User experience feedback

Felicity Wild
Saturday 21 November 2015

Here at the Digital Communications team we believe in taking a user-centred approach to our work, and we’ve written a lot about this.

We endeavour to put the user at the centre of our decision making process with a focus always on what people need, not what the organisation needs.

Collecting user experience feedback

An important element of this approach is collecting user experience feedback on new products to evaluate the extent to which our designs are successfully meeting user needs.

Our chosen tool for collecting user experience feedback is Survey Monkey, a web-based survey solution. We have used this recently to great effect in collecting feedback from prospective postgraduate students on factors influencing their decision on where to study, and also from current students who downloaded the Orientation 2015 app developed by Student Services.

Analysing the results

What makes Survey Monkey particularly useful is the wide range of filtering and reporting functions on offer, allowing you to interrogate survey data in a variety of different ways.

For a quick overview you can view a simple summary of survey data or raw responses – sample size will dictate which of these is the most useful. There is also the option to isolate individual responses to investigate any outliers or anomalies in your data.

Depending on your purpose, there are also various functions available to drill down further into your data, including rules to filter and compare in order to explore trends and patterns.

Creating custom reports

When analysing your survey results, you can use rules to create custom views of your data. These can be saved within Survey Monkey or exported as custom charts and data tables.

  • Filter: this allows you to focus on a specific subset of your data based on certain criteria such as respondent metadata.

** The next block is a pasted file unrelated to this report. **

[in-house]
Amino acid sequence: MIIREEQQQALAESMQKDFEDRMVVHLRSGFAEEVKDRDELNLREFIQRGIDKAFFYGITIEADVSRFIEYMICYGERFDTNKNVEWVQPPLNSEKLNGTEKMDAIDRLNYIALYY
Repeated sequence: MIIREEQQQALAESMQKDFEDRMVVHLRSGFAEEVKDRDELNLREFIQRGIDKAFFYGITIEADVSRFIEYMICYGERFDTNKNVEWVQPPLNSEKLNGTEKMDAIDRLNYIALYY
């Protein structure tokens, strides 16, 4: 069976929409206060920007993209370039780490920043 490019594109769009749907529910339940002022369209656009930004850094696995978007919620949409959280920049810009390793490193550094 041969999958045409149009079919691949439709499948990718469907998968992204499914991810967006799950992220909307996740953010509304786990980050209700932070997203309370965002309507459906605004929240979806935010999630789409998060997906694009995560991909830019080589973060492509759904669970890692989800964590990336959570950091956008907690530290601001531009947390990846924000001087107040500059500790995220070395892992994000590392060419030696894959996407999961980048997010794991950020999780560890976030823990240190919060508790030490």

• Compare: select two or more answer choices for a given question to see a side-by-side comparison of how people who selected those answer choices answered the rest of the survey.
  • Show: only display the results from certain questions of the survey.
An example of compare view

Basic statistics

Survey Monkey can also run some basic statistical analysis on your survey data, these include:

Statistic Description
Minimum and maximum     The lowest and highest value, or answer choice, selected by at least one respondent.
Mean The average of all responses.
Median The midpoint at which all responses are evenly divided above or below. If there is an even number of responses, the median is the average of the middle two answer choices.
Standard deviation The amount of spread or distance from the mean.

For more sophisticated statistical analysis of survey data, however, specialist software such as SPSS is necessary.

Text analysis

Responses to open-ended questions can be categorised (by keywords) and you can also create a word cloud (or cloudview, as Survey Monkey calls it) with larger text signifying word importance.

An example of cloudview
An example of cloudview

Cloudview is not based on word frequency, but rather distinguishing words. For example, if 100 people responded with “I like…”, the important word would be what follows, rather than taking the phrase “I like” as important or unique.

The importance of analysing user feedback

Sample size, question types and survey objectives will all dictate which of these functions are most useful, but the importance of analysing survey data should never be overlooked. Moving beyond simple comparisons can illuminate patterns and trends that are not immediately obvious and help to draw valid conclusions on the extent to which user needs are met – an essential part of a user-centred approach to design.

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